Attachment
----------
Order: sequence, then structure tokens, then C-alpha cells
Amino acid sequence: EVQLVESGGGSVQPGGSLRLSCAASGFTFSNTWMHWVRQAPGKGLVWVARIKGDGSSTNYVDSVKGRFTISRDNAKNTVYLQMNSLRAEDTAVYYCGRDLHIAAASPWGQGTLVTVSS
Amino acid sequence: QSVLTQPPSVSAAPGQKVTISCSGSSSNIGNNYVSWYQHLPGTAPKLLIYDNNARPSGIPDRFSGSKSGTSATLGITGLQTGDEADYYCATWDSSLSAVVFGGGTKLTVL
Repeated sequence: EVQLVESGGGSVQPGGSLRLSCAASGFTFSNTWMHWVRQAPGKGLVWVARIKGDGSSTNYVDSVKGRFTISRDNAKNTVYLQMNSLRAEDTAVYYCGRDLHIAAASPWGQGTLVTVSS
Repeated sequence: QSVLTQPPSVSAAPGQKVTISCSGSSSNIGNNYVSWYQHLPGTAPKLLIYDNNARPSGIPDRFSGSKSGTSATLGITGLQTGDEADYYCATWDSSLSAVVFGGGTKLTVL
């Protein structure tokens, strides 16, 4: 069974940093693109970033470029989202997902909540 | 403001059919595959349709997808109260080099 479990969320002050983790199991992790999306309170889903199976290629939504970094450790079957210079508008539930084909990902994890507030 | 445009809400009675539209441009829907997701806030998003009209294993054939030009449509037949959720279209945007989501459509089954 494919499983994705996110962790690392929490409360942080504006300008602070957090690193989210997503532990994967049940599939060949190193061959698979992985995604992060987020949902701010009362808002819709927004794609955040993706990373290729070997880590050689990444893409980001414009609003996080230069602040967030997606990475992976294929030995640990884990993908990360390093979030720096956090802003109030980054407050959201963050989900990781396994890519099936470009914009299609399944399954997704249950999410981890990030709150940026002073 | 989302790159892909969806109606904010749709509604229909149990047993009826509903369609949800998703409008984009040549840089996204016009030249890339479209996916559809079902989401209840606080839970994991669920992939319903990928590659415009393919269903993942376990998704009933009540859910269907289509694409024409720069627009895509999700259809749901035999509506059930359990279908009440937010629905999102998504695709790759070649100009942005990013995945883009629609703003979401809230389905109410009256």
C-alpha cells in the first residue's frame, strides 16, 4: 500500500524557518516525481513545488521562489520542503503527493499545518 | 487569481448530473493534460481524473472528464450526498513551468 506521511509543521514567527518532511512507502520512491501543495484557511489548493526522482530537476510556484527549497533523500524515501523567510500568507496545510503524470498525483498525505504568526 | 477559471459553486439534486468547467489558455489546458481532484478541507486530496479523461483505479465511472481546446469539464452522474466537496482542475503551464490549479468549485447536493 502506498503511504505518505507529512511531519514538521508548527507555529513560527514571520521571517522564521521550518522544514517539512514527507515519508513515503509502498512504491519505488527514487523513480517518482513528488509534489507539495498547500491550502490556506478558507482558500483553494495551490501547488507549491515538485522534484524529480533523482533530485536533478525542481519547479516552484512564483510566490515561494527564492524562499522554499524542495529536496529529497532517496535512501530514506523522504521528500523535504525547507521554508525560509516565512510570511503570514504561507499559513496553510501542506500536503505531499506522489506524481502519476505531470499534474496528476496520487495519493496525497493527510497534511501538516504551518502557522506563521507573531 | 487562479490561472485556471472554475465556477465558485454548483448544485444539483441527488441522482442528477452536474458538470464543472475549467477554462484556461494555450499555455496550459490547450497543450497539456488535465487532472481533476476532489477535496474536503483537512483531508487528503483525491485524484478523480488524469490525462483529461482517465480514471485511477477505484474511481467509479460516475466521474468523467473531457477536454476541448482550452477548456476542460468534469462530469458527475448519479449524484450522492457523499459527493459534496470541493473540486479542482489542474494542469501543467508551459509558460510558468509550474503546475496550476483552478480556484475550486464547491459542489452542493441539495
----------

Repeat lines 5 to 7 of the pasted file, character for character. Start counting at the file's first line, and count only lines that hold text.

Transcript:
Repeated sequence: QSVLTQPPSVSAAPGQKVTISCSGSSSNIGNNYVSWYQHLPGTAPKLLIYDNNARPSGIPDRFSGSKSGTSATLGITGLQTGDEADYYCATWDSSLSAVVFGGGTKLTVL
């Protein structure tokens, strides 16, 4: 069974940093693109970033470029989202997902909540 | 403001059919595959349709997808109260080099 479990969320002050983790199991992790999306309170889903199976290629939504970094450790079957210079508008539930084909990902994890507030 | 445009809400009675539209441009829907997701806030998003009209294993054939030009449509037949959720279209945007989501459509089954 494919499983994705996110962790690392929490409360942080504006300008602070957090690193989210997503532990994967049940599939060949190193061959698979992985995604992060987020949902701010009362808002819709927004794609955040993706990373290729070997880590050689990444893409980001414009609003996080230069602040967030997606990475992976294929030995640990884990993908990360390093979030720096956090802003109030980054407050959201963050989900990781396994890519099936470009914009299609399944399954997704249950999410981890990030709150940026002073 | 989302790159892909969806109606904010749709509604229909149990047993009826509903369609949800998703409008984009040549840089996204016009030249890339479209996916559809079902989401209840606080839970994991669920992939319903990928590659415009393919269903993942376990998704009933009540859910269907289509694409024409720069627009895509999700259809749901035999509506059930359990279908009440937010629905999102998504695709790759070649100009942005990013995945883009629609703003979401809230389905109410009256």
C-alpha cells in the first residue's frame, strides 16, 4: 500500500524557518516525481513545488521562489520542503503527493499545518 | 487569481448530473493534460481524473472528464450526498513551468 506521511509543521514567527518532511512507502520512491501543495484557511489548493526522482530537476510556484527549497533523500524515501523567510500568507496545510503524470498525483498525505504568526 | 477559471459553486439534486468547467489558455489546458481532484478541507486530496479523461483505479465511472481546446469539464452522474466537496482542475503551464490549479468549485447536493 502506498503511504505518505507529512511531519514538521508548527507555529513560527514571520521571517522564521521550518522544514517539512514527507515519508513515503509502498512504491519505488527514487523513480517518482513528488509534489507539495498547500491550502490556506478558507482558500483553494495551490501547488507549491515538485522534484524529480533523482533530485536533478525542481519547479516552484512564483510566490515561494527564492524562499522554499524542495529536496529529497532517496535512501530514506523522504521528500523535504525547507521554508525560509516565512510570511503570514504561507499559513496553510501542506500536503505531499506522489506524481502519476505531470499534474496528476496520487495519493496525497493527510497534511501538516504551518502557522506563521507573531 | 487562479490561472485556471472554475465556477465558485454548483448544485444539483441527488441522482442528477452536474458538470464543472475549467477554462484556461494555450499555455496550459490547450497543450497539456488535465487532472481533476476532489477535496474536503483537512483531508487528503483525491485524484478523480488524469490525462483529461482517465480514471485511477477505484474511481467509479460516475466521474468523467473531457477536454476541448482550452477548456476542460468534469462530469458527475448519479449524484450522492457523499459527493459534496470541493473540486479542482489542474494542469501543467508551459509558460510558468509550474503546475496550476483552478480556484475550486464547491459542489452542493441539495